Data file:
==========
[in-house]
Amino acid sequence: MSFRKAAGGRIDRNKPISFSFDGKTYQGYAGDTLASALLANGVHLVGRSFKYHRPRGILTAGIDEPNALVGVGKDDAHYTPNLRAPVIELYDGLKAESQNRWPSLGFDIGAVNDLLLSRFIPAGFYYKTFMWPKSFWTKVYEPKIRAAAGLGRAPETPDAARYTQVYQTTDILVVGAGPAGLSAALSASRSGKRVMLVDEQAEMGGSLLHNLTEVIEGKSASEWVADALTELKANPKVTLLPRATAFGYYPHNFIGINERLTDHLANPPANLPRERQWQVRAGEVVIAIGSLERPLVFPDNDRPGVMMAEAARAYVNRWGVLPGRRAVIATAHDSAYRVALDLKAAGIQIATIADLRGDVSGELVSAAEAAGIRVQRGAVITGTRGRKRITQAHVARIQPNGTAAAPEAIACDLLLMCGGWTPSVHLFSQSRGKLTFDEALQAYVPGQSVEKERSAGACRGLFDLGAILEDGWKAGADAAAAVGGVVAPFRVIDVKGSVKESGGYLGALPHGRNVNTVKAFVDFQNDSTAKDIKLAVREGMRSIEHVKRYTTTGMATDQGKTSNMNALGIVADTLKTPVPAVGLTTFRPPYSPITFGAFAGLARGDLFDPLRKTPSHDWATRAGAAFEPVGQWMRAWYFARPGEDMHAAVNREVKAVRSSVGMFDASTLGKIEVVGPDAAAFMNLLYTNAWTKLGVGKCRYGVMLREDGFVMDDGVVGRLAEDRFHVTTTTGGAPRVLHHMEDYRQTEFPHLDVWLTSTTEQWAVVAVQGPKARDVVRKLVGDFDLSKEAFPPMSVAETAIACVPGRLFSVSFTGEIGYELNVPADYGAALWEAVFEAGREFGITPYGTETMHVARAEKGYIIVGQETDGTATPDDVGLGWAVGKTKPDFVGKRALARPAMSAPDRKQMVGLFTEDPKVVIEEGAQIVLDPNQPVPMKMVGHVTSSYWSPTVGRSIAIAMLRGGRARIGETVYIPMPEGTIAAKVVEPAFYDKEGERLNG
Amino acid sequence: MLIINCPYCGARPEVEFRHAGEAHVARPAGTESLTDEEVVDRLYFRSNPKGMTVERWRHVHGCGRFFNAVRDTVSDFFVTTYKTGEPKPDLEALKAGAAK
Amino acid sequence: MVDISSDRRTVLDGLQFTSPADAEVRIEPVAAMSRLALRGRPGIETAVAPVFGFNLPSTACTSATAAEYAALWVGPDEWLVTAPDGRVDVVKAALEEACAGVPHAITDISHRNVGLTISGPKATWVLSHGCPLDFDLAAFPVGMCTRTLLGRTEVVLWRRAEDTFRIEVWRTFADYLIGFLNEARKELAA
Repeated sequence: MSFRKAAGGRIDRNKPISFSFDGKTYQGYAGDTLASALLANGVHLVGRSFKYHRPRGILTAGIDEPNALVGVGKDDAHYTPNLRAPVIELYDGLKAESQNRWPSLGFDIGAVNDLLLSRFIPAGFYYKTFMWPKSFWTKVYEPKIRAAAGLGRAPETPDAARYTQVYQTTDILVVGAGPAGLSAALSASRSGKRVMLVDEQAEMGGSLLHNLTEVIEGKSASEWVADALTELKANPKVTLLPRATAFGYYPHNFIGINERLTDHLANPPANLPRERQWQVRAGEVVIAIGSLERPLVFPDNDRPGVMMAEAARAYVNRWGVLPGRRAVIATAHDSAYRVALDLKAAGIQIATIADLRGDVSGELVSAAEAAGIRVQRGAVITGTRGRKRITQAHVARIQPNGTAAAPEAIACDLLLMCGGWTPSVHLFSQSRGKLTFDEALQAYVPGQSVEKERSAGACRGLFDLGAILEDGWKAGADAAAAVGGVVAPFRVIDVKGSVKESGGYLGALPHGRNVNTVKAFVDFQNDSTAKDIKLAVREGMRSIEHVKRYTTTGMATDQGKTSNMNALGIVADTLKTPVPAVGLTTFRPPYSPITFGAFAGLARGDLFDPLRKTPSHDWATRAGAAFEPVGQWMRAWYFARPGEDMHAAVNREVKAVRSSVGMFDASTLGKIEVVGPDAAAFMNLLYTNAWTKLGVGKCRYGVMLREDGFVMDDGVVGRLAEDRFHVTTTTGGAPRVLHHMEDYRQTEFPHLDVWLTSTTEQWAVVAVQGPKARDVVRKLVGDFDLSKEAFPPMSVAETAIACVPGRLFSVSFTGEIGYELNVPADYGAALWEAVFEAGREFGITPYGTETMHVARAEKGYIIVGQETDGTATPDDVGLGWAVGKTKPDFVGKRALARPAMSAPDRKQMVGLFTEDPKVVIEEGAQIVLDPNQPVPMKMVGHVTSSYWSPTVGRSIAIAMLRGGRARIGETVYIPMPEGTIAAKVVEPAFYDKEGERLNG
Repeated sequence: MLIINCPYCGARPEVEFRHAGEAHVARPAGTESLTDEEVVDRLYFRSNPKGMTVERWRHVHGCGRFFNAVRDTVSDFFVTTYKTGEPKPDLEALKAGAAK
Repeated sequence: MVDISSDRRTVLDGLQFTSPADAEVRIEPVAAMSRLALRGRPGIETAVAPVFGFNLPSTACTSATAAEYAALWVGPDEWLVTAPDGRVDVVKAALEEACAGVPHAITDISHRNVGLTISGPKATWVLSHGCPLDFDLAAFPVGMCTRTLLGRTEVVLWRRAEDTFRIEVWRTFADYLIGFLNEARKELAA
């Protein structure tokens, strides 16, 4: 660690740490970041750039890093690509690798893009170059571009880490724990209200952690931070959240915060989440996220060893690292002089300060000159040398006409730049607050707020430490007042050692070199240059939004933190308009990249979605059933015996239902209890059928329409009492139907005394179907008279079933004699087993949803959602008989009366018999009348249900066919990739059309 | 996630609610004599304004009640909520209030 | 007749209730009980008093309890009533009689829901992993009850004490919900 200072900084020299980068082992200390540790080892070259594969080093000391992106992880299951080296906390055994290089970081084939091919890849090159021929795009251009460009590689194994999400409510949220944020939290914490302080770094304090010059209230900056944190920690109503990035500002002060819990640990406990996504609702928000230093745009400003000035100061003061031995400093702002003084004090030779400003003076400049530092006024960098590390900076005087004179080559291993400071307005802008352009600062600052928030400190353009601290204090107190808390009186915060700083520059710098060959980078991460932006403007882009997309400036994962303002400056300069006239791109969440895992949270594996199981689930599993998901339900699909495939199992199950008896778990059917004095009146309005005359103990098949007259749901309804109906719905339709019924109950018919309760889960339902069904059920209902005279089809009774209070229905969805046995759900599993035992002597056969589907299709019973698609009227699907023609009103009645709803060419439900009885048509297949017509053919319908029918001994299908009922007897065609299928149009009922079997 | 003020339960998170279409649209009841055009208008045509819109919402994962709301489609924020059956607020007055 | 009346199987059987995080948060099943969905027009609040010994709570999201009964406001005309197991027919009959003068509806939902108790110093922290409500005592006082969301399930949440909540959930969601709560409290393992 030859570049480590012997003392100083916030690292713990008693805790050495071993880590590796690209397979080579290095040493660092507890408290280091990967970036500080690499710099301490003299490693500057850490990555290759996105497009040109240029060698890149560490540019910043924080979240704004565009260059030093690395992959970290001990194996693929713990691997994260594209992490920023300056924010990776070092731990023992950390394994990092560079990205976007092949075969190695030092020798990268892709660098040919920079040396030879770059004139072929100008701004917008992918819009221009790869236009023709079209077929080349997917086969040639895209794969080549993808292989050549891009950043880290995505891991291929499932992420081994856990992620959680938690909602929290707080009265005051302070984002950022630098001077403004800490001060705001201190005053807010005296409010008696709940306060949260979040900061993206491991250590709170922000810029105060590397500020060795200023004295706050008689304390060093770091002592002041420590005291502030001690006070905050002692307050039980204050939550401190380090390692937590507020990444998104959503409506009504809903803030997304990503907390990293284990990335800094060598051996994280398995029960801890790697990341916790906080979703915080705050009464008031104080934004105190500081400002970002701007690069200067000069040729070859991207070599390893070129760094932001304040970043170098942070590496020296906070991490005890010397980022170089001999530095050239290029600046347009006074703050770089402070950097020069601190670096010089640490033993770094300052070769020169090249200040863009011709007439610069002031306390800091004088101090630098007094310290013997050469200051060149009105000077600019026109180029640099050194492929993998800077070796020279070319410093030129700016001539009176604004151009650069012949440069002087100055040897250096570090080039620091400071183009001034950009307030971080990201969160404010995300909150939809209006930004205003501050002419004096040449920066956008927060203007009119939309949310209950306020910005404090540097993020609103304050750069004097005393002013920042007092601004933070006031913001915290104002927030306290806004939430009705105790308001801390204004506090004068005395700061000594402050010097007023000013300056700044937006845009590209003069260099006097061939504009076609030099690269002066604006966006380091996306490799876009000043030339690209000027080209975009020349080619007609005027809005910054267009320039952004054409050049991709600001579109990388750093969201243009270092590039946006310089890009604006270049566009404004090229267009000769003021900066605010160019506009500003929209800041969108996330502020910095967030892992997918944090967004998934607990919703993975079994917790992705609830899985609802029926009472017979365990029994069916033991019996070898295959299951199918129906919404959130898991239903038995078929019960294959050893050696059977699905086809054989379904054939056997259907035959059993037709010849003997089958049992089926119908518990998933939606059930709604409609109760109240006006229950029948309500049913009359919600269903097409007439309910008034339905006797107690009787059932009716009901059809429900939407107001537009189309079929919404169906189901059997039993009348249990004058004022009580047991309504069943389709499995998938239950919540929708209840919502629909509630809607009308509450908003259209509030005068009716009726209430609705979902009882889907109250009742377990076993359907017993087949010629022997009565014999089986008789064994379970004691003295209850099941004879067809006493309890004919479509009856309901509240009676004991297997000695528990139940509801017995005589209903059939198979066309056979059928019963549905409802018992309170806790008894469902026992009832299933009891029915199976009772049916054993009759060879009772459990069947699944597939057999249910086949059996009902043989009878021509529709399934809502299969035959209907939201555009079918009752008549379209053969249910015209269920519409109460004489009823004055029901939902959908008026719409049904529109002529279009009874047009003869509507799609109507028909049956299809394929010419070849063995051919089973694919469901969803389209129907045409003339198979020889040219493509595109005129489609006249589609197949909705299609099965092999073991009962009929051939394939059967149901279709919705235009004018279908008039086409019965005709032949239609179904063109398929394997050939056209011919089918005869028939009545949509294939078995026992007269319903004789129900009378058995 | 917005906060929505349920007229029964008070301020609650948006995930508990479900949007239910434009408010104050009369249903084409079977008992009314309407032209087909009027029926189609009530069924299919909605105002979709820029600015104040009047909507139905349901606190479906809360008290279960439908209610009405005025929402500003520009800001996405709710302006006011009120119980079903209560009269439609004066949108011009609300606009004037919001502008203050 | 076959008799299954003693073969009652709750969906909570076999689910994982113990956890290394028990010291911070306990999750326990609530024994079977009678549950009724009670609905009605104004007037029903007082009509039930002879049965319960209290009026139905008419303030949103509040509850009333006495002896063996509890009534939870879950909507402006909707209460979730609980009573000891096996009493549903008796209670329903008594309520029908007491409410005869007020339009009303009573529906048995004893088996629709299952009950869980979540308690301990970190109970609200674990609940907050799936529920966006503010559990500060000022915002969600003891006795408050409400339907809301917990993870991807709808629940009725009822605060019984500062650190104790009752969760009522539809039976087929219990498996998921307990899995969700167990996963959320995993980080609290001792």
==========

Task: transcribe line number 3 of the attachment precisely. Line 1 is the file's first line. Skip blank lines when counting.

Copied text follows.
Amino acid sequence: MLIINCPYCGARPEVEFRHAGEAHVARPAGTESLTDEEVVDRLYFRSNPKGMTVERWRHVHGCGRFFNAVRDTVSDFFVTTYKTGEPKPDLEALKAGAAK